[PATCH xorg-gtest 0/5] Build system improvements and uTouch-Evemu support
peter.hutterer at who-t.net
Mon Mar 5 22:16:05 PST 2012
On Mon, Mar 05, 2012 at 09:26:53PM -0800, Chase Douglas wrote:
> On 03/05/2012 06:09 PM, Peter Hutterer wrote:
> >On Mon, Mar 05, 2012 at 11:47:37AM -0800, Chase Douglas wrote:
> >>The first three changes are improvements to the build system. The fourth is a
> >>simple .gitignore update. The fifth is the addition of uTouch-Evemu device
> >>recording playback support.
> >>Unfortunately, the X.org server does not have a suitable mechanism for
> >>generating test input events for all events. The XTest extension relies on a
> >>static pointer and keyboard combination, does not propagate events through the
> >>normal event path in the server, and only supports X core and XInput 1.x events.
> >>I wanted to create a new input module that would instantiate new devices on
> >>demand and send events using the xf86XInput API, but the input device
> >>architecture of the server makes this impossible without a new input module API.
> >Not quite sure what part is impossible here, can you expand? We do something
> >like this in the wacom driver, NewInputDeviceRequest is exposed to the
> It may be possible with NewInputDeviceRequest, but it really would
> be a hack job I think. Ideally, I would like to have an input module
> that acted like uinput, but at the X level. It would open up a
> socket (not necessarily TCP/IP, but why not), listen for
> connections, and instantiate new devices and generate events based
> on a serial protocol defined by the input module. Without having
> really attempted this, I have my doubts that it could be made to
> work with the current xf86XInput API.
input ABI 12 fixed a lot of the issues with NIDR that we had previously. if
you look at the udev config backend, it's just a bunch of
input_option_new(), a bunch of strdups/flag settings for the input
attributes and then the call to NIDR.
As long as you don't do it from the signal handler, NIDR can be called from
the input driver.
Years ago I've had a driver that did just that - listen over the network for
incoming connections and then send events through the server. That was
before git so it's likely gone the way of the dodo. This approach is
possible and not even particularly hard.
> >This is just out of interest, I do think that uinput is the best solution
> >here anyway.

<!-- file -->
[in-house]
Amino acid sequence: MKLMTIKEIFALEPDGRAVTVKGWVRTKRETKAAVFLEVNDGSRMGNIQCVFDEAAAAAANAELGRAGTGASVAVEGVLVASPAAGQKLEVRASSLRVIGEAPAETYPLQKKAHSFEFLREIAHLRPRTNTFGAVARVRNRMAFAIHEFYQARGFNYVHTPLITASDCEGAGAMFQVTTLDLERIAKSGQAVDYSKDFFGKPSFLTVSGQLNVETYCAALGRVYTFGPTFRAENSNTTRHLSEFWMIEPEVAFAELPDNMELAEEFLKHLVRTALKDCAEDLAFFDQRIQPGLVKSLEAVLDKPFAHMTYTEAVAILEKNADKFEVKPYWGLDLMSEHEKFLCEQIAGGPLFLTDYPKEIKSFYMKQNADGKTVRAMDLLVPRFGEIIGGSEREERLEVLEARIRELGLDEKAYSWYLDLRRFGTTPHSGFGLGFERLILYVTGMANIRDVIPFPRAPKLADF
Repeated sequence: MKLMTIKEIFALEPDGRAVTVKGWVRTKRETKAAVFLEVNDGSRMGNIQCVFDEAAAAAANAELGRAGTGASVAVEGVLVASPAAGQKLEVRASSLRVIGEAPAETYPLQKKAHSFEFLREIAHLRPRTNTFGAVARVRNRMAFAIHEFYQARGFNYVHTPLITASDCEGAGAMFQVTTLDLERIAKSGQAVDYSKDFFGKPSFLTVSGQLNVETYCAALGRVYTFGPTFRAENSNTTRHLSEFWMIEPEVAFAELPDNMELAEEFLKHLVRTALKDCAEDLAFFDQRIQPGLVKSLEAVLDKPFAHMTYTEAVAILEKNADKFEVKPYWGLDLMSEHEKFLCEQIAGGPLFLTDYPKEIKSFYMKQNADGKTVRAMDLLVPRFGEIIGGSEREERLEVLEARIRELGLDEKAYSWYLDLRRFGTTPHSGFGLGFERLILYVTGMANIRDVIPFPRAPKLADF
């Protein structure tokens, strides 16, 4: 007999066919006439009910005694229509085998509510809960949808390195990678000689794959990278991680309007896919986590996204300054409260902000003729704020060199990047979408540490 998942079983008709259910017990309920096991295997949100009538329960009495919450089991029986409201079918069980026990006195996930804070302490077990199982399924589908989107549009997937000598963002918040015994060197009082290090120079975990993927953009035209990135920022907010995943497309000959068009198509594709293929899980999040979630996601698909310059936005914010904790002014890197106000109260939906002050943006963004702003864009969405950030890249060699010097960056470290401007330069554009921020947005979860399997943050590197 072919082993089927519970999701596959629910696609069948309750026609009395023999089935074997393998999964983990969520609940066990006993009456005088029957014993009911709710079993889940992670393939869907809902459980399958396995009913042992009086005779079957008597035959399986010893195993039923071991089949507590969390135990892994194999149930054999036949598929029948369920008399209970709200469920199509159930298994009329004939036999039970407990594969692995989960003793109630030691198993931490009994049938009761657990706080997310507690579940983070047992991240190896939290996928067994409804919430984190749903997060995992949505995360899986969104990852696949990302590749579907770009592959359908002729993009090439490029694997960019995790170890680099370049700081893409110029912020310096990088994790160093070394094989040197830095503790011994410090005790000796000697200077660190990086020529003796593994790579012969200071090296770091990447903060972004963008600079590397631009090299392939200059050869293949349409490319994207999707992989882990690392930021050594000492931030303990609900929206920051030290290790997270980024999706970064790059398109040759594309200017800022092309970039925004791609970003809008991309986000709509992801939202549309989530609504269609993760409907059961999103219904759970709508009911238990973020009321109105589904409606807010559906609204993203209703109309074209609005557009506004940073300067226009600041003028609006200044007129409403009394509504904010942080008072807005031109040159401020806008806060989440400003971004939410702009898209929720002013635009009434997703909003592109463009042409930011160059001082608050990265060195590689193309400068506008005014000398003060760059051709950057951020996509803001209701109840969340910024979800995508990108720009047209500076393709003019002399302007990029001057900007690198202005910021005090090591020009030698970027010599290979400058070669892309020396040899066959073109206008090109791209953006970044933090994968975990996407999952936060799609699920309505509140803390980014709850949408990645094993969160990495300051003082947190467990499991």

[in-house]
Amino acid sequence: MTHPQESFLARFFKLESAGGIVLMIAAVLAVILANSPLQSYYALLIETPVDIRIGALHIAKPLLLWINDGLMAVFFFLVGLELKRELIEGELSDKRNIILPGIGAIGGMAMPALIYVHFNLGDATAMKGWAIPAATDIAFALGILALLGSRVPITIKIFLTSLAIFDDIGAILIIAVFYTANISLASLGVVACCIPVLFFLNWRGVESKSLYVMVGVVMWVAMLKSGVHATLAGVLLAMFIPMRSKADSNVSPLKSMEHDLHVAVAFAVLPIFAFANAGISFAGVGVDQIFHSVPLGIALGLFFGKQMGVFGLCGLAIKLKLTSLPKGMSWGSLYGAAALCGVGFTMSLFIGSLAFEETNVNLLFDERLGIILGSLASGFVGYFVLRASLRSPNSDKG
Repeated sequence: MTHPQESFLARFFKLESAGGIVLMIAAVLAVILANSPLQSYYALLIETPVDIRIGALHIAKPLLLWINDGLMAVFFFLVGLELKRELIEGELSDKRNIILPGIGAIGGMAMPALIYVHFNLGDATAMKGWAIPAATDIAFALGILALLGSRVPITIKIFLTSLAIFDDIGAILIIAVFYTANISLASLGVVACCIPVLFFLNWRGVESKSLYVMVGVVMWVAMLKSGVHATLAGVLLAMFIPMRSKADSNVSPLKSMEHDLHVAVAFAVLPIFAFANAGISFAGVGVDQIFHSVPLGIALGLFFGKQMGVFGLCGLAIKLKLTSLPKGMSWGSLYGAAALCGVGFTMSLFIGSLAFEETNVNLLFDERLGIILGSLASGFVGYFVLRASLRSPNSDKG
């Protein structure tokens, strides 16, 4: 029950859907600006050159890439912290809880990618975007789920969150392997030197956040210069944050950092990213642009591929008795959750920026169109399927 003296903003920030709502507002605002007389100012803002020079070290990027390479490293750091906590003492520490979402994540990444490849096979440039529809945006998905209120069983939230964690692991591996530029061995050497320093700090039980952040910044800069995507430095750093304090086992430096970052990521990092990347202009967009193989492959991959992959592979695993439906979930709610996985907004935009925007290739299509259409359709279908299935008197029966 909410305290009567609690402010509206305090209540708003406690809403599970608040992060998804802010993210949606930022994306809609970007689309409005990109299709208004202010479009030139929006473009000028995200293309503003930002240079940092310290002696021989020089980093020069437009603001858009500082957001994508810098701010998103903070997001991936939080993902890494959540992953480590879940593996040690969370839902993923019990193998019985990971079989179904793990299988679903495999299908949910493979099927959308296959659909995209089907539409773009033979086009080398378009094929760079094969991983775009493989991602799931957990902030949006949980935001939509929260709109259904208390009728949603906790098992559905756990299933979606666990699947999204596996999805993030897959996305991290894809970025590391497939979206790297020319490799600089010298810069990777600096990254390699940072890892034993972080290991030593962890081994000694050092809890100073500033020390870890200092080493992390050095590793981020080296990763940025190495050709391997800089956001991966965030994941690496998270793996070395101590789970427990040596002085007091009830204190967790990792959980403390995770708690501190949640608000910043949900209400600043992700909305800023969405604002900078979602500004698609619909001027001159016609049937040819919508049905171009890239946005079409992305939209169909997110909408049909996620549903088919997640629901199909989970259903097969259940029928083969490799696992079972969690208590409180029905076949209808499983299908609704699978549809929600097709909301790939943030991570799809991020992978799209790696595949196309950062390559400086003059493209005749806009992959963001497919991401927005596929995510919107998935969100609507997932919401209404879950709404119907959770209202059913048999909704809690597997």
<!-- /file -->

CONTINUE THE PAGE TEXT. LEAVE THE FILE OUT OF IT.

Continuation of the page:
> While I think uinput gets us a lot, there are two problems with it:
> 1. It's Linux only, so Oracle can't test on SunOS, Apple can't test
> on OS X, etc.
> 2. Test input must be defined in terms of the Linux evdev protocol.
> Usually all I want to do is create a device and send one touch
> event. The real meat and potatoes of the test is how the server
> handles that one event. However, a test writer now has to either
> record the test, which may include way more events than we really
> want for a test, or they need to hand craft an evdev sequence
> (probably in utouch-evemu format).
> Of course, having uinput support is a huge leap ahead of where we
> are today, which is practically no where when it comes to
> integration testing. I just think in the long run it would be easier
> to maintain an X.org specific, platform independent test device
two things here:
I don't think that the evtest protocol is the best protocol, especially when
it comes to touch events. it is extensible though and reasonably easy to
understand once you wrap your head around it. the evdev handling is well
tested with evdev, synaptics and wacom all using it as backend.
so yes, you could add a new protocol for simple testing but sooner or later
you'll likely have to test something more exciting and you end up extending
your protocol. or you just accept evdev as the least of all evils.
as for other platforms: the implementation of uinput is linux only, that
doesn't mean that other tests can't use the same data structures though.
> >>However, we can get around all this on Linux by using the uinput evdev
> >>subsystem. Any physical device can be recorded and played back as a virtual
> >>device using uinput. uTouch-Evemu is a thin wrapper around uinput that handles
> >>recording to and playing back from files. We use this for utouch-frame,
> >>utouch-grail, and utouch-geis for integration testing. Currently, each has its
> >>own Evemu testing wrapper, but this will help simplify things.
> >>You can find more information on evemu here:
> >>Note that uTouch-Evemu is GPLv3 and cannot be relicensed. Support is being added
> >>optionally, and if you don't specify --with-evemu or --without-evemu it should
> >>automatically pick it up if it's already installed. Until we have better X.org
> >>input test frameworks, I believe this is a reasonable first step for testing.
> >I'm going to claim that given that uinput only exists on Linux, the GPLv3
> >dependency shouldn't affect us badly (those that can't use GPLv3 don't run
> >Linux, so...)
> That's my thinking too, I just wanted it to be clear to everyone so
> we don't have the same licensing surprise that everyone had with
> xorg-gtest :).
> -- Chase
More information about the xorg-devel